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State and Nation in American Politics

The USA, (Brussels Morning Newspaper) It is not exactly news that the American electorate has been extremely polarized over the last few years. As political scientists John Sides, Chris Tausanovich, and Lynn Vavreck point out, Americans are not only polarized, but they are also calcified, meaning they believe deeply in their positions and are very unlikely to change their minds. This is why over the last few years, pandemic, impeachment, violent events at the Capitol and indictments of Trump have had little effect on fundamental indicators like Trump’s approval ratings or generic ballots between Democrats and Republicans.

Defining the nature of that polarization is more difficult and important than simply noting that it is strong. It is also essential to avoid the false equivalencies that suggest that left-wing politicians like AOC or Bernie Sanders are the equivalent of deluded fascists like Marjorie Taylor Greene or Donald Trump. Similarly, understanding this polarization through a prism of left and right is unhelpful because the MAGA-dominated GOP is not exactly conservative in any broadly accepted understanding of the concept. A framework of fascism against democracy gets closer to the point, but too frequently those words are seen as platitudes and insults with meanings that are less clear.

A more useful way to understand this polarization is that it pits those supporting a modern democratic American state against those who believe in an ethnically and culturally defined nation. The fascist adjacent MAGA movement envisions the US as a country by, of, and for straight white Christians. That nationalist vision implies that the state should be in service of the white Christian nation. The MAGA movement, despite small numbers of people of color on its fringes, supports policies that promote that vision. The anti-woke sentiments, efforts to rewrite American history to support their white nationalism, support for the carceral state, and for giving a free hand to police in heavily non-white cities are all policies that follow from MAGA white nationalism.

In addition to being nationalist, the MAGA movement is anti-state. 

MAGA rhetoric, and at times actions, have sought to weaken, discredit and undermine the various structures and institutions of the American state. The MAGA movement sees the state, absurdly, as being captured by radical leftists seeking to destroy America. The primary evidence that leads them to conclude this is that various state agencies have sought to hold Donald Trump accountable for his many crimes. 

Donald Trump, for his part, has led the attack on the state. He has sought to discredit the judiciary and put an end to the rule of law while promoting a vision of eternal and nefarious deep-state plots and encouraging supporters to physically attack the Capitol.

When he was president, Trump assembled an administration led by cronies and family members who, with a few exceptions, knew virtually nothing about governance, while the White House became a hub of avarice and grift.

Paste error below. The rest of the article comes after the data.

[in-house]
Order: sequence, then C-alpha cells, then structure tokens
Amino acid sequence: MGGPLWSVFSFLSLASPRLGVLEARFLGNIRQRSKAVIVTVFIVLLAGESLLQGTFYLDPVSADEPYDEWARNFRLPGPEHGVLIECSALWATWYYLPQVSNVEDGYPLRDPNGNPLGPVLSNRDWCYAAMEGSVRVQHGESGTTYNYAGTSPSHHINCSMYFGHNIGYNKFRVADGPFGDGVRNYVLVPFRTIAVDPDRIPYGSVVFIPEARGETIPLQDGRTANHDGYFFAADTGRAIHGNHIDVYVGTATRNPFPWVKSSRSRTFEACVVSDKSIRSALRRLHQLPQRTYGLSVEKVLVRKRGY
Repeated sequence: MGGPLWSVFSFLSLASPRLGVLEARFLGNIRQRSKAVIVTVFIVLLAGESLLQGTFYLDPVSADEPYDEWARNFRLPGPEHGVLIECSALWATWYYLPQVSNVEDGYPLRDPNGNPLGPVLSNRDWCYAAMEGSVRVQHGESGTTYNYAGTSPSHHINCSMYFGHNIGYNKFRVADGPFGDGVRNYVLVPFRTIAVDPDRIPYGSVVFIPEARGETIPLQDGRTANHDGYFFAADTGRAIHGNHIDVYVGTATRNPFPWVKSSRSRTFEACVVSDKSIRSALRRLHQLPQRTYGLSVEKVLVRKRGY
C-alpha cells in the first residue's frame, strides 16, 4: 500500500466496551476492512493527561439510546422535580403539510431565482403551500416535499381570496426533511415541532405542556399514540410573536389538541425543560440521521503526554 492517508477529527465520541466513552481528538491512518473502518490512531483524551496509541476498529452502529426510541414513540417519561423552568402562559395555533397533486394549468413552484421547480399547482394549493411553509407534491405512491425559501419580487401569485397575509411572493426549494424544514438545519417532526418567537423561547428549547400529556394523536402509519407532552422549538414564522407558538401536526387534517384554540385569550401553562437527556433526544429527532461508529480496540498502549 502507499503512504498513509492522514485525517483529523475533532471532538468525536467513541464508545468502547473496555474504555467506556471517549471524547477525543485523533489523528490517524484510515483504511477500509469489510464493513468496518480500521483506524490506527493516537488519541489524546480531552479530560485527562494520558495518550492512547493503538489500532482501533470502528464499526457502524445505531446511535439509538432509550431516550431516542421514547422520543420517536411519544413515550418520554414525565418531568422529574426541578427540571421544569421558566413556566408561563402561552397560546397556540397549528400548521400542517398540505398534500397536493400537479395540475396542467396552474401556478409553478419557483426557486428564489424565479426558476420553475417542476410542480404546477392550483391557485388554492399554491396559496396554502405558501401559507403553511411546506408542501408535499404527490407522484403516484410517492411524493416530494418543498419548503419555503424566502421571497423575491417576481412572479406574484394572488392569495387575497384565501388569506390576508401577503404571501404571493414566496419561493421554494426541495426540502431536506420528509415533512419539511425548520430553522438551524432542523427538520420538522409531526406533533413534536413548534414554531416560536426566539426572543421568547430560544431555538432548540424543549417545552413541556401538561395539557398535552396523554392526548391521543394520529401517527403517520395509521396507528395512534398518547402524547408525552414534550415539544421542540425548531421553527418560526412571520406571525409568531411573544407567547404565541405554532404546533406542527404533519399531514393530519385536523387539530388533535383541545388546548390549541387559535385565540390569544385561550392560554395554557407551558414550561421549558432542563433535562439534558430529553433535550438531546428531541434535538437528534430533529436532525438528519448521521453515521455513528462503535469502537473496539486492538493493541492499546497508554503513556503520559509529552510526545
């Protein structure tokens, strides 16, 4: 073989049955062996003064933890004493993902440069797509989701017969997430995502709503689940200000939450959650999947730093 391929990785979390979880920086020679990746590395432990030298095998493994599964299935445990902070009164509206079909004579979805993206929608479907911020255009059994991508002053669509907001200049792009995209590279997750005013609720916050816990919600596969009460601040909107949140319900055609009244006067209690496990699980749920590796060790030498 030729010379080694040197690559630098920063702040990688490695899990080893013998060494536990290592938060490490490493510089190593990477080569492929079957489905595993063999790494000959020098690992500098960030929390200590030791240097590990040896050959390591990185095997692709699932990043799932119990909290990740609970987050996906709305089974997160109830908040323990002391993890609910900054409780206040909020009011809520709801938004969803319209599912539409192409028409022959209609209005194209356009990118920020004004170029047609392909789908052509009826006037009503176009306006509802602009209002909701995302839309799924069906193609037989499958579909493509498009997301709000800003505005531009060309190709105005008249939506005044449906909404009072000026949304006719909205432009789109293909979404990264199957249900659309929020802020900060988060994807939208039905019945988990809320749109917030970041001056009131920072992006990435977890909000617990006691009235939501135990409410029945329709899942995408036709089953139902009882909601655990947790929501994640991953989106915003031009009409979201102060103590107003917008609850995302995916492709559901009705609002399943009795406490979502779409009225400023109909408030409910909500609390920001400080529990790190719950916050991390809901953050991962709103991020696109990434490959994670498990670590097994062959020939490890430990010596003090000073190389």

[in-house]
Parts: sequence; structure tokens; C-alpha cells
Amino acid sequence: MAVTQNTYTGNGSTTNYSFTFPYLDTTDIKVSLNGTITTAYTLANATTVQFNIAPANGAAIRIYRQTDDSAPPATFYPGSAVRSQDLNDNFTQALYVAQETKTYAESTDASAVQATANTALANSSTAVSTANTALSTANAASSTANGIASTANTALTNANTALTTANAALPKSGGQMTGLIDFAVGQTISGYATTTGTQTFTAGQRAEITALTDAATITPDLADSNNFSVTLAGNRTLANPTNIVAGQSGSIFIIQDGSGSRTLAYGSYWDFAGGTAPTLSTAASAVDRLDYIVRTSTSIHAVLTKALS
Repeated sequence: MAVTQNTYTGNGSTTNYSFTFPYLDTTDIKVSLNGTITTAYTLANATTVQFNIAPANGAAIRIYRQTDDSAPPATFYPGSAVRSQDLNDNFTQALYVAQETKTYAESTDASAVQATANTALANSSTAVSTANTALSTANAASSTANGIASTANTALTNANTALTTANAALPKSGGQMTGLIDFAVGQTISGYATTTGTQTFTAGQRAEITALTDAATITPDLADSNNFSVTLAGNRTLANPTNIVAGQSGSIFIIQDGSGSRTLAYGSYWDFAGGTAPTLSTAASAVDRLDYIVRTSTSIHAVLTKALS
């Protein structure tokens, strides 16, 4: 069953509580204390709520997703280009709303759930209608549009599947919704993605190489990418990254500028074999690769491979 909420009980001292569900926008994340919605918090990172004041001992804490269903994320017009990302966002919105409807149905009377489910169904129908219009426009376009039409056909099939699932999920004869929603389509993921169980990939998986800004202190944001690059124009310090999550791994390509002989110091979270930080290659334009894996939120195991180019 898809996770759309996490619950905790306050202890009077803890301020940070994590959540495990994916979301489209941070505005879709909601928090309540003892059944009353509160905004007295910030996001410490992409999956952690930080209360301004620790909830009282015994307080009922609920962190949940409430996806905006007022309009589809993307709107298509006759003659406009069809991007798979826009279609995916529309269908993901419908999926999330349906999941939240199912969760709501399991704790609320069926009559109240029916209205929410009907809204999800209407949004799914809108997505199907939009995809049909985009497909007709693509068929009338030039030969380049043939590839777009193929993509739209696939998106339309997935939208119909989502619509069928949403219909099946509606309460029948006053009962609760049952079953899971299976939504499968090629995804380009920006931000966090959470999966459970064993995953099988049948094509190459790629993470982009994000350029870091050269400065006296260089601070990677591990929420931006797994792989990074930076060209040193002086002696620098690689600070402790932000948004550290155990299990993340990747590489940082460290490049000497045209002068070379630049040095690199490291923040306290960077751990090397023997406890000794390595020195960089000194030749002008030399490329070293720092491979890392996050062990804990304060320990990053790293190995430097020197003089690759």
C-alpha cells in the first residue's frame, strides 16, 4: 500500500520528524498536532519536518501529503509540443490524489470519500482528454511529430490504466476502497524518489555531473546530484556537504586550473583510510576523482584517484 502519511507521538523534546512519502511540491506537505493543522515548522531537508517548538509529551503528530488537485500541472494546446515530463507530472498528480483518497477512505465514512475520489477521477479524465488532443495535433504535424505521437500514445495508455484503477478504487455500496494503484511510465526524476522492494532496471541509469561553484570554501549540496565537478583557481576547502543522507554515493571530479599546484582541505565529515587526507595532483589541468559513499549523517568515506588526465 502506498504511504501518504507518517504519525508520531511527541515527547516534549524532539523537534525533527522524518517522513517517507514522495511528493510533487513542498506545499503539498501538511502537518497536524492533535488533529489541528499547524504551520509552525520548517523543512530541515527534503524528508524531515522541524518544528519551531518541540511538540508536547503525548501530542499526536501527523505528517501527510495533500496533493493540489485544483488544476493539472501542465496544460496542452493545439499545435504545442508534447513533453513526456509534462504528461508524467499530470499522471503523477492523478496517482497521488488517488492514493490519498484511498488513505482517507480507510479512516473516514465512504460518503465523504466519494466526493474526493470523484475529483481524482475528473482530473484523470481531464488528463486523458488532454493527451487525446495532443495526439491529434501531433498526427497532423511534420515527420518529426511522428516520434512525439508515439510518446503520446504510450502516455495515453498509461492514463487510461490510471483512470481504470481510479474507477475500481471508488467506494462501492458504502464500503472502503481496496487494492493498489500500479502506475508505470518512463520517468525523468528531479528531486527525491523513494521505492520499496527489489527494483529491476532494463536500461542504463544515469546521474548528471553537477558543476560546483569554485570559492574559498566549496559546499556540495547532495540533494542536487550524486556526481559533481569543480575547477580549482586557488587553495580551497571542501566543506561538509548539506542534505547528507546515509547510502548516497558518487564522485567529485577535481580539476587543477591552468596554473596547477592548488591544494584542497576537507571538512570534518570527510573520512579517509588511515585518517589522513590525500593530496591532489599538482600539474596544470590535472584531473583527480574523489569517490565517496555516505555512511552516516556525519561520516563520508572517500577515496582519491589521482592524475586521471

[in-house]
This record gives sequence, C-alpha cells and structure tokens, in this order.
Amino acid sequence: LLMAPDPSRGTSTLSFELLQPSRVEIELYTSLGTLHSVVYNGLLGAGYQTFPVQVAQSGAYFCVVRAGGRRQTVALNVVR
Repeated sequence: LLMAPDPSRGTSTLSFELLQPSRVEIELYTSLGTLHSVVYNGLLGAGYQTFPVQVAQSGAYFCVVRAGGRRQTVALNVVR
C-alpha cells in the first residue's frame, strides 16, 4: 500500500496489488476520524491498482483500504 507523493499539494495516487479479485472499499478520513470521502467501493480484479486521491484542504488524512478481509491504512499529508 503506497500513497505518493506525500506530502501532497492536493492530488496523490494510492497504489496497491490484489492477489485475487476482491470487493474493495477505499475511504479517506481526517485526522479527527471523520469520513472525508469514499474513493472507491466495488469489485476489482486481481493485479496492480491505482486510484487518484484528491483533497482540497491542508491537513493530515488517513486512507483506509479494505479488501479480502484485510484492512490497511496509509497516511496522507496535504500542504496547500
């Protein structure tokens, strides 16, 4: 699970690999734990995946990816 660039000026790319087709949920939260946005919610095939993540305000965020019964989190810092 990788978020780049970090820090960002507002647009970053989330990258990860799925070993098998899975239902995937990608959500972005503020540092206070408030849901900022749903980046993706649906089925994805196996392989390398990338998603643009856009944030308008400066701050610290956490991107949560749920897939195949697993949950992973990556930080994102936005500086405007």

If Trump becomes president again, his approach will be different. Rather than simply weaken the state, he plans to use the powers of the state to further his personal interest and that of his white nationalist movement. This is another form of attack on the state, one that seeks to destroy its independence and put it in service of one person and one movement.

Increasingly, opponents of Trump have relied on the state and hoped that the judiciary, in particular, will save American democracy. At various times this has manifested itself in the confidence that the Mueller Report, the two impeachments, or a legal proceeding would hamstring Trump and restore American democracy. Today this inclination manifests itself in the belief that the three-soon-to-be-four-indictments against Trump will bring an end to the fascist MAGA movement. Ultimately this is unlikely, but it reflects the deep belief in the state that has defined much of the opposition to Trump. 

In addition to seeing the state as a vehicle for restoring or rebuilding democracy, MAGA opponents believe that state power and policy can help solve the problems facing American society from climate change to wealth inequality.

Many critics of Trump believed the Mueller Report would end the Trump presidency.

The confidence that many critics of Trump have in the state reflects that while the MAGA movement is white nationalist and against the American state, the center-left is increasingly pro-state and anti-nation. More accurately, the center-left believes in an American nation that is not defined by whiteness and Christianity, but one that is multi-cultural. At the heart of what Ron DeSantis and other advocates of the new American fascism decry as wokeness is a belief that America is, and always has been, a deeply diverse and multi-cultural place and that our culture, social structures, conception of ourselves and government should reflect that.

Thus, our polarization is not about policy or even ideology, but about deeply different understandings of what America is and should be. 

One side wants America to be defined as a white Christian nation and is willing to continue to weaken the American state to achieve that goal. The other has a dramatically different understanding of the country, seeing is as made possible by a democratic state that reflects the preferences of a diverse and multi-national people. Moreover, both sides have built identities around their competing conceptions of what the US should be. The project of reconciling these visions is going to be extremely difficult because the very meaning and purpose of the country is at stake.

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